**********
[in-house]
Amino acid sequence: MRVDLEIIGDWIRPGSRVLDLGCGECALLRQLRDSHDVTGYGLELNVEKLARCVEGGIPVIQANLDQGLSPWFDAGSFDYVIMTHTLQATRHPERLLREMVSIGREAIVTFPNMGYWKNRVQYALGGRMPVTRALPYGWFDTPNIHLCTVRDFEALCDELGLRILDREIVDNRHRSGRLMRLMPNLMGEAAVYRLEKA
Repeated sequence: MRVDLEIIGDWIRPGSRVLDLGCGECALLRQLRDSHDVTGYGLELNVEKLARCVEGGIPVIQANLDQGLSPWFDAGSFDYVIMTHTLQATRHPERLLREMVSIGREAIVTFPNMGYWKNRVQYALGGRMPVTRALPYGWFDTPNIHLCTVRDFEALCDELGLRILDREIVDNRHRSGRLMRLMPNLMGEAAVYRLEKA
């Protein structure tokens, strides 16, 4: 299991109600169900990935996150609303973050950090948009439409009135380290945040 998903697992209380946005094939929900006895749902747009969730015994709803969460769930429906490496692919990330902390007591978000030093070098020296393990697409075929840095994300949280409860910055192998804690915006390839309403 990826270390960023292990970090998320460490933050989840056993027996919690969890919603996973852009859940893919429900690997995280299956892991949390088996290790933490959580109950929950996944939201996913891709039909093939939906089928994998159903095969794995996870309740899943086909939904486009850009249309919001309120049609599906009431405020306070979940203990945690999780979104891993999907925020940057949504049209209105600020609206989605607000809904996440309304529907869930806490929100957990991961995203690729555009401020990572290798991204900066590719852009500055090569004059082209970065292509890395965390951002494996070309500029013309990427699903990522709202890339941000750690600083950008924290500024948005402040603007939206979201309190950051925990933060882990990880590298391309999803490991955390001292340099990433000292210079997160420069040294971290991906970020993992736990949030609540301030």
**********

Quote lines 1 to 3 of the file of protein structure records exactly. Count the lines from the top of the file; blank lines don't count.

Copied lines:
[in-house]
Amino acid sequence: MRVDLEIIGDWIRPGSRVLDLGCGECALLRQLRDSHDVTGYGLELNVEKLARCVEGGIPVIQANLDQGLSPWFDAGSFDYVIMTHTLQATRHPERLLREMVSIGREAIVTFPNMGYWKNRVQYALGGRMPVTRALPYGWFDTPNIHLCTVRDFEALCDELGLRILDREIVDNRHRSGRLMRLMPNLMGEAAVYRLEKA
Repeated sequence: MRVDLEIIGDWIRPGSRVLDLGCGECALLRQLRDSHDVTGYGLELNVEKLARCVEGGIPVIQANLDQGLSPWFDAGSFDYVIMTHTLQATRHPERLLREMVSIGREAIVTFPNMGYWKNRVQYALGGRMPVTRALPYGWFDTPNIHLCTVRDFEALCDELGLRILDREIVDNRHRSGRLMRLMPNLMGEAAVYRLEKA